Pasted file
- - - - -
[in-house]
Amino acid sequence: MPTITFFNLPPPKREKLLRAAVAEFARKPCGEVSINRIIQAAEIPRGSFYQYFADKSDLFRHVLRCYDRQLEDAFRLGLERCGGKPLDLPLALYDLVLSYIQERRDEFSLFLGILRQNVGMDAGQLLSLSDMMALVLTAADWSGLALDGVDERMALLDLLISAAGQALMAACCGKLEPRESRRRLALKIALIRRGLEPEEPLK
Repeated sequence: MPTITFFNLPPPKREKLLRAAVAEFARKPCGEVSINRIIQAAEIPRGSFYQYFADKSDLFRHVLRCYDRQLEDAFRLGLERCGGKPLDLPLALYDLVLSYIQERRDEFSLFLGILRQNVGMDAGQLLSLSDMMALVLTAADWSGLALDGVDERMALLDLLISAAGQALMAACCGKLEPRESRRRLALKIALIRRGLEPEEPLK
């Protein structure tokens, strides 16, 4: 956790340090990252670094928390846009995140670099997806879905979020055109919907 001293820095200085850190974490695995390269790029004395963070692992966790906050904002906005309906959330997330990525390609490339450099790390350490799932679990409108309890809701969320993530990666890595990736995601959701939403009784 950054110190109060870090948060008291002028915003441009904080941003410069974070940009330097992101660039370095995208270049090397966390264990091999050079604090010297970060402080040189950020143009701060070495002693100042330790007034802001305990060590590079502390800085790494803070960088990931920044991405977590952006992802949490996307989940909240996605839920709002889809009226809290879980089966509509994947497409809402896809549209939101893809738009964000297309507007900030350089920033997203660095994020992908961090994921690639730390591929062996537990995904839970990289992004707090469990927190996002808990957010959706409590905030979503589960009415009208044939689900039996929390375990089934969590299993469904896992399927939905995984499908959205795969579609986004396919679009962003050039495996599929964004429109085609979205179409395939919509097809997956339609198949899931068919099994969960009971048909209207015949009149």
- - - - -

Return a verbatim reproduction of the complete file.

[in-house]
Amino acid sequence: MPTITFFNLPPPKREKLLRAAVAEFARKPCGEVSINRIIQAAEIPRGSFYQYFADKSDLFRHVLRCYDRQLEDAFRLGLERCGGKPLDLPLALYDLVLSYIQERRDEFSLFLGILRQNVGMDAGQLLSLSDMMALVLTAADWSGLALDGVDERMALLDLLISAAGQALMAACCGKLEPRESRRRLALKIALIRRGLEPEEPLK
Repeated sequence: MPTITFFNLPPPKREKLLRAAVAEFARKPCGEVSINRIIQAAEIPRGSFYQYFADKSDLFRHVLRCYDRQLEDAFRLGLERCGGKPLDLPLALYDLVLSYIQERRDEFSLFLGILRQNVGMDAGQLLSLSDMMALVLTAADWSGLALDGVDERMALLDLLISAAGQALMAACCGKLEPRESRRRLALKIALIRRGLEPEEPLK
């Protein structure tokens, strides 16, 4: 956790340090990252670094928390846009995140670099997806879905979020055109919907 001293820095200085850190974490695995390269790029004395963070692992966790906050904002906005309906959330997330990525390609490339450099790390350490799932679990409108309890809701969320993530990666890595990736995601959701939403009784 950054110190109060870090948060008291002028915003441009904080941003410069974070940009330097992101660039370095995208270049090397966390264990091999050079604090010297970060402080040189950020143009701060070495002693100042330790007034802001305990060590590079502390800085790494803070960088990931920044991405977590952006992802949490996307989940909240996605839920709002889809009226809290879980089966509509994947497409809402896809549209939101893809738009964000297309507007900030350089920033997203660095994020992908961090994921690639730390591929062996537990995904839970990289992004707090469990927190996002808990957010959706409590905030979503589960009415009208044939689900039996929390375990089934969590299993469904896992399927939905995984499908959205795969579609986004396919679009962003050039495996599929964004429109085609979205179409395939919509097809997956339609198949899931068919099994969960009971048909209207015949009149």